At the beginning of June 1940 Darryl Zanuck had an Alice Faye Technicolor extravaganza on his hands and no Alice Faye to star in it. His solution to the problem, typical of Hollywood in that era, eliminated the short-term problem of replacing Alice inDown Argentine Way. It also solved the long-term question of how to prevent Alice Faye from causing this kind of problem again. Zanuck brought in the girl he sent Walter Scharf to New York to see. Building up another blue-eyed, blonde singer-dancer who could succeed Alice Faye at a moment’s notice would insure that Alice would...

  14. CHAPTER 9 Movies and Motherhood
    (pp. 157-174)

    Weekend in Havana, shot during the summer in which she bided time between weddings to Phil, became one of Alice’s happiest movies. It showed. She found herself surrounded with her favorite costars, including John Payne, Carmen Miranda, and Cesar Romero. Zanuck also assigned director Walter Lang, with whom she worked inTin Pan Alley, to the project. Alice also felt confident in the role she played. “It gave me another comedy role, that of a slightly common Macy’s salesgirl,” she said. “I was born in New York, so I was familiar with the lingo. She refers to her travel ‘brochoor’...

  15. CHAPTER 10 Goodbye Fox
    (pp. 175-192)

    America would win the war in Europe before Alice Faye won her war with Twentieth Century-Fox. Faced with the prospect of losing his Alice-based revenue altogether, Darryl Zanuck ultimately conceded. In mid-July 1945, word trickled out through the columns that Alice had returned to Fox. She had chosen to appear in a modern drama directed by Otto Preminger calledFallen Angel. Preminger had scored a huge hit the year before with the now-classic mystery dramaLaura. The combination ofLaura’spopular appeal and critical acclaim apparently acted as the catalyst prompting Alice to selectFallen Angelas her first dramatic...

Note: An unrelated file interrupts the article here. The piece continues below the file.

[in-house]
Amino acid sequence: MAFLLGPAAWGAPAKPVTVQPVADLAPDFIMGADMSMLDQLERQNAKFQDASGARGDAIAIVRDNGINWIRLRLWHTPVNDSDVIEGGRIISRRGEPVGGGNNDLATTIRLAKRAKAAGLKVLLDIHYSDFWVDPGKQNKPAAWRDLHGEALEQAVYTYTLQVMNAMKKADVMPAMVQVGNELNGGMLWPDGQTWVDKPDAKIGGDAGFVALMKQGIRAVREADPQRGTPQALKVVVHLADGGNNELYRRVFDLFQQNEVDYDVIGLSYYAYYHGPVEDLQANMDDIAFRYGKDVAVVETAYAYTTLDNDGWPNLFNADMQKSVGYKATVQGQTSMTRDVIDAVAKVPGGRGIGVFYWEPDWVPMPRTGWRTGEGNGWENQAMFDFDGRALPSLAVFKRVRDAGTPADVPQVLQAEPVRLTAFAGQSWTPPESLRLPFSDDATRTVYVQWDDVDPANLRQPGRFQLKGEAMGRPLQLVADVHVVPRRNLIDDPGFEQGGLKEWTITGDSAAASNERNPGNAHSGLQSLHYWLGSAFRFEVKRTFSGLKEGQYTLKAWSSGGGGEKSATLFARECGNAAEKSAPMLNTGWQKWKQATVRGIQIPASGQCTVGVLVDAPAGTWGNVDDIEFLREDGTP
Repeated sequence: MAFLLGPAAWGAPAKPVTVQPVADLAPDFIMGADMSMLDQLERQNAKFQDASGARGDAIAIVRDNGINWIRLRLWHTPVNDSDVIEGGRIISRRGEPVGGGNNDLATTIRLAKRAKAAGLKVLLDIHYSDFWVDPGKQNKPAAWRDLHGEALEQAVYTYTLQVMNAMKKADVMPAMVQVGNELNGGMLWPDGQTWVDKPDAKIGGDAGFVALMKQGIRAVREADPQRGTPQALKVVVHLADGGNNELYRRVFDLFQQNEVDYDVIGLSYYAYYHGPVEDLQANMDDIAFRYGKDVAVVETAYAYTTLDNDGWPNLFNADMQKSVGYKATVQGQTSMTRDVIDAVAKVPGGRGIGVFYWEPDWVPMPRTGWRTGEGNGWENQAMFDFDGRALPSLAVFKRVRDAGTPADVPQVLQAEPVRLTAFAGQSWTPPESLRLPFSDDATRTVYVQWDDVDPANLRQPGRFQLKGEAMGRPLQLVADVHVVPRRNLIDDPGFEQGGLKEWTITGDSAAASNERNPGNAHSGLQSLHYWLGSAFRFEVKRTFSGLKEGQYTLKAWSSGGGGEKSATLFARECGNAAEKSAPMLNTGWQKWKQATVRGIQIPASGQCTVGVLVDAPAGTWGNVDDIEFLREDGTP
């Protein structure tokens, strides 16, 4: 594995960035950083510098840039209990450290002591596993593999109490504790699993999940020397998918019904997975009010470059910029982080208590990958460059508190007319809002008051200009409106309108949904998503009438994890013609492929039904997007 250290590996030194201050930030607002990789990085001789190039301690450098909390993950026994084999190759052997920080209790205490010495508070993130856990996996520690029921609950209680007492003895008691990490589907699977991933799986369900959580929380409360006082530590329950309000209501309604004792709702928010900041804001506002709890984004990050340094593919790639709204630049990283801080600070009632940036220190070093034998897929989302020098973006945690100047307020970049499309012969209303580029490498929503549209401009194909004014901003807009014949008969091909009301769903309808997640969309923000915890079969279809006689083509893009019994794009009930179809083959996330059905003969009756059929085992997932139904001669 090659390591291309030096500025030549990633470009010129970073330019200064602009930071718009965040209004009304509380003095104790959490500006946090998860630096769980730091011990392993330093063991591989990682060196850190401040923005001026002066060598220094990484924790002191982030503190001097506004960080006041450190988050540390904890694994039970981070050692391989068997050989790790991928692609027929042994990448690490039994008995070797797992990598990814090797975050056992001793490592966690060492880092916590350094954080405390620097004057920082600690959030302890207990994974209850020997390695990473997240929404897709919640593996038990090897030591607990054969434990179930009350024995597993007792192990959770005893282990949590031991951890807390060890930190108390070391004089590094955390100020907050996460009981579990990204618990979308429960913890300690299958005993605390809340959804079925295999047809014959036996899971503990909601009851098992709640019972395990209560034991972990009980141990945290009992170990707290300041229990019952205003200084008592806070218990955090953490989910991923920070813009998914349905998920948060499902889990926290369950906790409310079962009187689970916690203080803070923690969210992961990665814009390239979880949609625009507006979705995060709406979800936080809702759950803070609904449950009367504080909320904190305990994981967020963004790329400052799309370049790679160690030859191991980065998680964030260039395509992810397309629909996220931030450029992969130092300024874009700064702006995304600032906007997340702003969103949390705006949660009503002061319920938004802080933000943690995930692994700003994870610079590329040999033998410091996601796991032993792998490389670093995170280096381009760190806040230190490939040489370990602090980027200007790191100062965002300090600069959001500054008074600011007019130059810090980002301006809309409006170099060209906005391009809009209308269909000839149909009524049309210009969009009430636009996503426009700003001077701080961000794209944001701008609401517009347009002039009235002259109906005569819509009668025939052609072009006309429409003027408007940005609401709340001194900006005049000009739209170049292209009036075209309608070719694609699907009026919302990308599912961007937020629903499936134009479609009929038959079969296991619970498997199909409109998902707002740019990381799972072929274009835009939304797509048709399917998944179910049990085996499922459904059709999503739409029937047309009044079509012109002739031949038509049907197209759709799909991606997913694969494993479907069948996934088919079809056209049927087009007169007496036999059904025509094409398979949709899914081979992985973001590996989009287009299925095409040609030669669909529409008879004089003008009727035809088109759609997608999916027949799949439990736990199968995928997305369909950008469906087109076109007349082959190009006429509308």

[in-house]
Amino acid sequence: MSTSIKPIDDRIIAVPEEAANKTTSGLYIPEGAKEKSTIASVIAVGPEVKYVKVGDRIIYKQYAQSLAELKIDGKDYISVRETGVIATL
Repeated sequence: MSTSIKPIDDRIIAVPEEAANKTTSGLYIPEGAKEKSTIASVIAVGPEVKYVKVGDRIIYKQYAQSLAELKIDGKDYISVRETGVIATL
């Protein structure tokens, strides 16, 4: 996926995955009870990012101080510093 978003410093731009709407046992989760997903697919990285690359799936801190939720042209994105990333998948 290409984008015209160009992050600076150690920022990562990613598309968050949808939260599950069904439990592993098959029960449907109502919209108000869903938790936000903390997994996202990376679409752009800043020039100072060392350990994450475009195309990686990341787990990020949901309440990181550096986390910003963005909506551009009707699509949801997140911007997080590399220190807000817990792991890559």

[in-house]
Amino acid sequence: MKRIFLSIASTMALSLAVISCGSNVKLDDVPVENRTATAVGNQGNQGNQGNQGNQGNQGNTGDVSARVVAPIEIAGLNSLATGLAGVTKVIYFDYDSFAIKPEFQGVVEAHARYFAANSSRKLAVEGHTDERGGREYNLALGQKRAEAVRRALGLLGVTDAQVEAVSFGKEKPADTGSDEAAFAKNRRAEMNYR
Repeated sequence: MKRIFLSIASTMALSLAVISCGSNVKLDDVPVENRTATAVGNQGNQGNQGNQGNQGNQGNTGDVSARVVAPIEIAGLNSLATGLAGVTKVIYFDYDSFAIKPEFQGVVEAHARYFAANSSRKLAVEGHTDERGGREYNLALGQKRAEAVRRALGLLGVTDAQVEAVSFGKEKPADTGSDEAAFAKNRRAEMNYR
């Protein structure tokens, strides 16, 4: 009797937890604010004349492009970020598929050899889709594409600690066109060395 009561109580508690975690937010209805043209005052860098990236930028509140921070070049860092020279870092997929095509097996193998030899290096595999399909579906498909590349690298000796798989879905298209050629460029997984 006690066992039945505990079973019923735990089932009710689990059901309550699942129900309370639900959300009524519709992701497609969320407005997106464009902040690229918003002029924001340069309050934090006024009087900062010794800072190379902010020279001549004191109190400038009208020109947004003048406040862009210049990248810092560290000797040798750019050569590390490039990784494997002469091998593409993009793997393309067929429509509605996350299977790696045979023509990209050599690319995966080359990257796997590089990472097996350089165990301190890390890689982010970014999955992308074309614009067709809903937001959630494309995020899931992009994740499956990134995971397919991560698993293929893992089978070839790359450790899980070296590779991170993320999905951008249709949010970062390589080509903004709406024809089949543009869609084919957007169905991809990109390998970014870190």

16. CHAPTER 11 Return to Radio
    (pp. 193-212)

    As Alice forged her new life, she discovered that through Phil and his work a new niche awaited her in a medium with which she was entirely comfortable: radio. She and Phil had begun performing together onFitch Bandwagon, sponsored by Fitch Shampoo. The program was initially conceived as a Sunday afternoon bandstand series on NBC to showcase popular music and feature newcomers in the summer months. In 1943, the show shifted its format, dropping the summer band formula and instead signing a big name for an entire season. For the two seasons between September 29, 1946, and May 23,...

  17. CHAPTER 12 Celebrity Fulfilled
    (pp. 213-234)

    In 1961, at Phil’s suggestion, Alice decided to make another motion picture. Phil continued to pursue an intense travel schedule, Alice Jr. had just married New Orleans stockbroker Ted Alcus, and Phyllis was about to begin courses at the University of Arizona in the fall. Alice’s family life was fairly settled. So when producer Charles Brackett began phoning Alice “out of the blue” urging her to accept the role of Melissa Frake in a new remake of Rogers and Hammerstein’sState Fairfor Twentieth Century-Fox, Alice actually gave it consideration. “He was so persistent, he called three or four times...

  18. Epilogue
    (pp. 235-248)

    Alice emerged from the limousine wearing an elegant black knit suit and full-length mink coat and looking less than thrilled. Due to appear on a new talk show being launched in England, she had grown increasingly anxious as the driver went on and on driving all over Los Angeles. “Are we still in California?” she asked her companion, Jewel Baxter, in irritation. Alice remained completely unaware that her chauffeur was delaying their arrival deliberately, while a last-minute hitch in a handsome surprise was ironed out. Wishing to arrive on time, Alice became cross, her confidence in their driver diminishing rapidly...

  19. FILMOGRAPHY
    (pp. 249-262)
  20. BIBLIOGRAPHICAL ESSAY
    (pp. 263-294)
  21. BIBLIOGRAPHY
    (pp. 295-300)
  22. INDEX
    (pp. 301-313)